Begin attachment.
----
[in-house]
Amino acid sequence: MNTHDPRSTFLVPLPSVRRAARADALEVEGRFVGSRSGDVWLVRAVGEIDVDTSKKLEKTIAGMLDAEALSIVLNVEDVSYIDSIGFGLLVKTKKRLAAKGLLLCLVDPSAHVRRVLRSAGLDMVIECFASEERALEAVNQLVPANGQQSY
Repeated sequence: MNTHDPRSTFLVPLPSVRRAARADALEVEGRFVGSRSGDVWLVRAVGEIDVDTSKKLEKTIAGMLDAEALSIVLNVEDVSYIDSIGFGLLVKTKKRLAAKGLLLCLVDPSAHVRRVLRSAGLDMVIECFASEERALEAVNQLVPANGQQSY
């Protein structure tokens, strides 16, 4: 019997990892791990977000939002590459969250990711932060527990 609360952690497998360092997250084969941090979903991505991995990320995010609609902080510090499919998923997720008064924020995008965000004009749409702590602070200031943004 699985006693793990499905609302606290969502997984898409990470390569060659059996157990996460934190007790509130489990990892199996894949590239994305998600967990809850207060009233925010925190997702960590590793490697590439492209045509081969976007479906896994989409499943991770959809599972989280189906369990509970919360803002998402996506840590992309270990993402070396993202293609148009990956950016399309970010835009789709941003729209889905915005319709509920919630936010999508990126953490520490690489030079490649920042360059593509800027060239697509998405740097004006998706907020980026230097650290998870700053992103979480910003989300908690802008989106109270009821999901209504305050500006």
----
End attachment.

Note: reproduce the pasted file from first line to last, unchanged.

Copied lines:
[in-house]
Amino acid sequence: MNTHDPRSTFLVPLPSVRRAARADALEVEGRFVGSRSGDVWLVRAVGEIDVDTSKKLEKTIAGMLDAEALSIVLNVEDVSYIDSIGFGLLVKTKKRLAAKGLLLCLVDPSAHVRRVLRSAGLDMVIECFASEERALEAVNQLVPANGQQSY
Repeated sequence: MNTHDPRSTFLVPLPSVRRAARADALEVEGRFVGSRSGDVWLVRAVGEIDVDTSKKLEKTIAGMLDAEALSIVLNVEDVSYIDSIGFGLLVKTKKRLAAKGLLLCLVDPSAHVRRVLRSAGLDMVIECFASEERALEAVNQLVPANGQQSY
């Protein structure tokens, strides 16, 4: 019997990892791990977000939002590459969250990711932060527990 609360952690497998360092997250084969941090979903991505991995990320995010609609902080510090499919998923997720008064924020995008965000004009749409702590602070200031943004 699985006693793990499905609302606290969502997984898409990470390569060659059996157990996460934190007790509130489990990892199996894949590239994305998600967990809850207060009233925010925190997702960590590793490697590439492209045509081969976007479906896994989409499943991770959809599972989280189906369990509970919360803002998402996506840590992309270990993402070396993202293609148009990956950016399309970010835009789709941003729209889905915005319709509920919630936010999508990126953490520490690489030079490649920042360059593509800027060239697509998405740097004006998706907020980026230097650290998870700053992103979480910003989300908690802008989106109270009821999901209504305050500006």